In our initial trial, four women with a history of poor endometrial development and failed conception underwent IVF treatment combined with vaginal Viagra therapy. The Viagra suppositories were administered four times daily for 8-11 days and stopped 5-7 days before embryo transfer. This treatment resulted in a rapid and significant improvement in uterine blood flow, leading to enhanced endometrial development in all four cases. Three of these women subsequently conceived. In 2002, I expanded the trial to include 105 women with repeated IVF failure due to persistently thin endometrial linings. About 70% of these women responded positively to Viagra therapy, with a notable increase in endometrial thickness. Forty-five percent achieved live births after a single cycle of IVF with Viagra treatment, and the miscarriage rate was only 9%. Women who did not show improvement in endometrial thickness following Viagra treatment did not achieve viable pregnancies.
When administered vaginally, Viagra is quickly absorbed and reaches the uterine blood system in high concentrations. It then dilutes as it enters the systemic circulation, explaining why treatment is virtually free from systemic side effects.
It is important to note that Viagra may not improve endometrial thickness in all cases. Approximately 30-40% of women treated may not experience any improvement. In severe cases of thin uterine linings where the basal endometrium has been permanently damaged and becomes unresponsive to estrogen, Viagra treatment is unlikely to be effective. This can occur due to conditions such as post-pregnancy endometritis, chronic inflammation resulting from uterine tuberculosis (rare in the United States), or extensive surgical damage to the basal endometrium.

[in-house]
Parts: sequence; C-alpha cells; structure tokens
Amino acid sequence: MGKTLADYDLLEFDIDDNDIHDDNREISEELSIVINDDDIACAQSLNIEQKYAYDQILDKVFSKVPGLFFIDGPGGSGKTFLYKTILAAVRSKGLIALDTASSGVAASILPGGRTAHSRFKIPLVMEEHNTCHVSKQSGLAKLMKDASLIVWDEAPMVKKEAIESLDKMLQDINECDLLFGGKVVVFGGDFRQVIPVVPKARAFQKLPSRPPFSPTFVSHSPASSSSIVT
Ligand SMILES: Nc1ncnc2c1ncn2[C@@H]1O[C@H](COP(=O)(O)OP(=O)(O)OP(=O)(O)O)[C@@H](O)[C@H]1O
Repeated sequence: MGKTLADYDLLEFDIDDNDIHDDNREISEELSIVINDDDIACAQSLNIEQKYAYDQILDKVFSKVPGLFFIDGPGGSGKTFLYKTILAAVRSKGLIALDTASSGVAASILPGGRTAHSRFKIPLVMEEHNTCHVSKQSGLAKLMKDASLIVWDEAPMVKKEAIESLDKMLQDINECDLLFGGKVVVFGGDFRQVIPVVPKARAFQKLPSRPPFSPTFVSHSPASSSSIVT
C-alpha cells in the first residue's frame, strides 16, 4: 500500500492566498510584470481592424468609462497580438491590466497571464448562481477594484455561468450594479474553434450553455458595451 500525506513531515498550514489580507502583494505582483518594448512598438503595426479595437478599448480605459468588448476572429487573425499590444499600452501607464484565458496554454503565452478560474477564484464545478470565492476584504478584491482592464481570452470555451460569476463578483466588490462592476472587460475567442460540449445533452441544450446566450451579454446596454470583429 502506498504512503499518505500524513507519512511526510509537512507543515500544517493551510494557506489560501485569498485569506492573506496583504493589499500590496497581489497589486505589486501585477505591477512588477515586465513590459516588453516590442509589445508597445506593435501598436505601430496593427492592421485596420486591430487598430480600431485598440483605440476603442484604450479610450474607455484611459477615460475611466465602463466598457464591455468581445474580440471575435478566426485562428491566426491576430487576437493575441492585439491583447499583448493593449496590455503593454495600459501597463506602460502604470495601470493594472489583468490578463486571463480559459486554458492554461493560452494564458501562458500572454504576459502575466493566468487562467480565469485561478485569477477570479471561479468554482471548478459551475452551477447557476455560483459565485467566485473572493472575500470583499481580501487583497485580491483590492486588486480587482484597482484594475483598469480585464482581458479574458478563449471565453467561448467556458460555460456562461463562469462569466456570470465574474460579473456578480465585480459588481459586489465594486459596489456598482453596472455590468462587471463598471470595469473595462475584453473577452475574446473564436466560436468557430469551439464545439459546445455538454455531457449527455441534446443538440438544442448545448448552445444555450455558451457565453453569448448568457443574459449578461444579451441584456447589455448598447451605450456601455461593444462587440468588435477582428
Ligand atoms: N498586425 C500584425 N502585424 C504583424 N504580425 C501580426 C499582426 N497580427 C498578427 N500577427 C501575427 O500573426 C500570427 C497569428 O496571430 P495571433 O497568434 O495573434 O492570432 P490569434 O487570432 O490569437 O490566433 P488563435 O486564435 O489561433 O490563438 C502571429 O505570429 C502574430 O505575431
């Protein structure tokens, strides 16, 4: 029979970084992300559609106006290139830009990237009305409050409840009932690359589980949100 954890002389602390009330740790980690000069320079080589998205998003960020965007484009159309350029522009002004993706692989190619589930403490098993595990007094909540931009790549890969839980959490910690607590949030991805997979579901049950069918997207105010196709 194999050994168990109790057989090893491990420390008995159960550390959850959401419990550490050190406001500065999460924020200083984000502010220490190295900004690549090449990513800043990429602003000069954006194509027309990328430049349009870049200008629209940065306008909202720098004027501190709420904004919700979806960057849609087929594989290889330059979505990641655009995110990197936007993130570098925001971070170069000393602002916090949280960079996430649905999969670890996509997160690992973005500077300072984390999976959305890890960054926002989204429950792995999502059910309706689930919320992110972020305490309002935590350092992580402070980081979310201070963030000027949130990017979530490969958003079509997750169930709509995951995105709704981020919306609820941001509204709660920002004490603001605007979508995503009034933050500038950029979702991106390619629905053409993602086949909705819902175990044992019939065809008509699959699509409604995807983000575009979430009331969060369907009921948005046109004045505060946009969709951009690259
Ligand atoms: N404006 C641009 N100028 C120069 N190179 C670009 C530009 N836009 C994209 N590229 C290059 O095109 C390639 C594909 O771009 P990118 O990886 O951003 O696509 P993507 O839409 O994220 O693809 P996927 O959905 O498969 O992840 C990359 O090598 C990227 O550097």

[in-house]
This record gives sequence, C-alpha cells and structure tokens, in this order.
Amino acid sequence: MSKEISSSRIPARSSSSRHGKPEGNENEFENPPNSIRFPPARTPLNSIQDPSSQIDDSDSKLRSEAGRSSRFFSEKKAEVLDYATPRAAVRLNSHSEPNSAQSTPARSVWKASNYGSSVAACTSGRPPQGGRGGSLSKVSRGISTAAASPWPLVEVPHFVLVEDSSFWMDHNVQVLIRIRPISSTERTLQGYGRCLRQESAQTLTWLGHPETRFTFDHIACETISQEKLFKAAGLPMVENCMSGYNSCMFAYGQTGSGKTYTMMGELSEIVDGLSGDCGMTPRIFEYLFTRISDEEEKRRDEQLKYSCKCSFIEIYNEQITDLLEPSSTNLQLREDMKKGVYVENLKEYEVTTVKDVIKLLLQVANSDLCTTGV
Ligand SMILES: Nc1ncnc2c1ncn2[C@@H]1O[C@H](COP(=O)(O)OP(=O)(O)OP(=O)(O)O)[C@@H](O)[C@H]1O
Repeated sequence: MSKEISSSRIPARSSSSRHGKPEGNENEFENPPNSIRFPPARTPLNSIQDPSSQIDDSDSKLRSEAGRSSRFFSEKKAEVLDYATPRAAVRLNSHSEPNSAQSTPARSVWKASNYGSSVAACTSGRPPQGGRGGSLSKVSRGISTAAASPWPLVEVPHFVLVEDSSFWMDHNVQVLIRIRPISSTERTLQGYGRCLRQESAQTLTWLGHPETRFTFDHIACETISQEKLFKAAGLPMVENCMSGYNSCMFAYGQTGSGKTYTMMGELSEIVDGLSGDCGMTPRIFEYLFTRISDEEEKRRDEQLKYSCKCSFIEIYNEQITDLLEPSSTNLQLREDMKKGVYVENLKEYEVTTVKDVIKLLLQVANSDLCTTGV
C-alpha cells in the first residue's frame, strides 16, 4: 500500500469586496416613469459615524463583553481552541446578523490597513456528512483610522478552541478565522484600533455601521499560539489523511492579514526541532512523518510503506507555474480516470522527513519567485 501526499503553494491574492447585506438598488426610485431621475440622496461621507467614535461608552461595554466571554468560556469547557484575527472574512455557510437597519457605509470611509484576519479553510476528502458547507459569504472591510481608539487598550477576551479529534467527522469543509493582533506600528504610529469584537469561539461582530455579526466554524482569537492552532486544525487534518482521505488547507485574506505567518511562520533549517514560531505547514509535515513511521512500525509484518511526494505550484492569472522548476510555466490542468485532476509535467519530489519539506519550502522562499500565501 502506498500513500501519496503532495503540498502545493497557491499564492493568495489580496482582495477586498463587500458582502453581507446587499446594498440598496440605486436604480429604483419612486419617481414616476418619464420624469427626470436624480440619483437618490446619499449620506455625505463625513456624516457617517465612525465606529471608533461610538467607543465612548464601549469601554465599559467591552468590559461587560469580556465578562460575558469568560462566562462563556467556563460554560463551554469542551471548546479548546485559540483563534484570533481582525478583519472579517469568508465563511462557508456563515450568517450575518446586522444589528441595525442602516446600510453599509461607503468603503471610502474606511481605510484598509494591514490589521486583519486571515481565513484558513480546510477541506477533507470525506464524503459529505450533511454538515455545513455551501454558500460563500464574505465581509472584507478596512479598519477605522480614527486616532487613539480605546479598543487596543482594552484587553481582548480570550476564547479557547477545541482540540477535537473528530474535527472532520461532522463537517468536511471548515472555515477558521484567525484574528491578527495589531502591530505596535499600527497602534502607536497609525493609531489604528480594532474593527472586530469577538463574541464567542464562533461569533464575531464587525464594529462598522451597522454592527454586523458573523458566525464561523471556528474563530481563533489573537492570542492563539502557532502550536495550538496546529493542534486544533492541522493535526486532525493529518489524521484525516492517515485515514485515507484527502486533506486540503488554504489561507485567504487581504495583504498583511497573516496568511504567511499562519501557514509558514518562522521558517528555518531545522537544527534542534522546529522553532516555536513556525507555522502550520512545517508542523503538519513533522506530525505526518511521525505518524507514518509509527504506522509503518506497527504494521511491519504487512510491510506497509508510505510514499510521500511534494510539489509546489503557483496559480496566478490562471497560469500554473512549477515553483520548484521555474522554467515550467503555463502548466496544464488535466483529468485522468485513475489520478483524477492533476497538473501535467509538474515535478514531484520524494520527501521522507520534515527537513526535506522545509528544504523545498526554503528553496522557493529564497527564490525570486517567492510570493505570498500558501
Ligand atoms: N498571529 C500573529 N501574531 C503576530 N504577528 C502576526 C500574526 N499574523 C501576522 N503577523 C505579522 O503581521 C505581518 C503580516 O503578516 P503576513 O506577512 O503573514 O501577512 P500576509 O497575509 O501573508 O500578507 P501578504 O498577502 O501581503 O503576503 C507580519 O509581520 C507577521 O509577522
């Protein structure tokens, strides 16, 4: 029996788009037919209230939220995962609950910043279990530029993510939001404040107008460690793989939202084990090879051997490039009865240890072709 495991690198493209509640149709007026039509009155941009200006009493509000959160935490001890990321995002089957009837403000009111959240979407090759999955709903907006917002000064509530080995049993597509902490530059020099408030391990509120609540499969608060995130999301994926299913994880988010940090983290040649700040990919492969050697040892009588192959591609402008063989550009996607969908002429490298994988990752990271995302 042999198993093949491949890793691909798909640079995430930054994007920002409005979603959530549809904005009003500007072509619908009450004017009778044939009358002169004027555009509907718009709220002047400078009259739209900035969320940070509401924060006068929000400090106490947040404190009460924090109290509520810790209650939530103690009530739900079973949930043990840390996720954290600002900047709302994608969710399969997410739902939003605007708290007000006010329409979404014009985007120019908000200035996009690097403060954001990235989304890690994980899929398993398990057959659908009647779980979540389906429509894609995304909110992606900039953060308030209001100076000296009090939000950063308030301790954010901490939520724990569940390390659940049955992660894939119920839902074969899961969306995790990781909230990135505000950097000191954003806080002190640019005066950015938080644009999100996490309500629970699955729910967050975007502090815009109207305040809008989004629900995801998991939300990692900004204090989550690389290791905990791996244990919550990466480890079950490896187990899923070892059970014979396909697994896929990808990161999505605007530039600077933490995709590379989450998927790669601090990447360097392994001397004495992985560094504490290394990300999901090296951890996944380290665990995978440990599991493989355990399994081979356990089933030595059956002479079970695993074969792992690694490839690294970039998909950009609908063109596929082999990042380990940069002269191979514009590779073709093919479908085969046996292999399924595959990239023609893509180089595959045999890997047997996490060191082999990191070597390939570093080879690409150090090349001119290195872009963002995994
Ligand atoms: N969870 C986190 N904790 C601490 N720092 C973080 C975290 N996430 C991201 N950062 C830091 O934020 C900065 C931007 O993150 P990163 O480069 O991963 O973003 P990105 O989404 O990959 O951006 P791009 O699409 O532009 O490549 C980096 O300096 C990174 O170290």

In my practice, I sometimes recommend combining vaginal Viagra administration with oral Terbutaline (5mg). Viagra relaxes the muscle walls of uterine spiral arteries, while terbutaline relaxes the uterine muscle itself. The combination of these medications synergistically enhances blood flow through the uterus, improving estrogen delivery to the endometrial lining. However, it’s important to monitor potential side effects of Terbutaline such as agitation, tremors, and palpitations. Women with cardiac disease or irregular heartbeat should not use Terbutaline.
Approximately 75% of women with thin uterine linings respond positively to treatment within 2-3 days. Those who do not respond well often have severe inner ( (basal) endometrial lining damage, where improved uterine blood flow cannot stimulate a positive response. Such cases are commonly associated with previous pregnancy-related endometrial inflammation, occurring after abortions, infected vaginal deliveries, or cesarean sections.
Viagra therapy has been a game-changer for thousands of women with thin uterine linings, allowing them to successfully overcome infertility and build their families.
If you’re facing challenges with endometrial thickness, it’s time to explore the “Viagra Therapy” service at Sher Fertility Solutions. It’s a unique treatment that could potentially enhance your fertility journey. Click here to schedule your consultation with our experts. Let’s turn your fertility challenges into possibilities, together.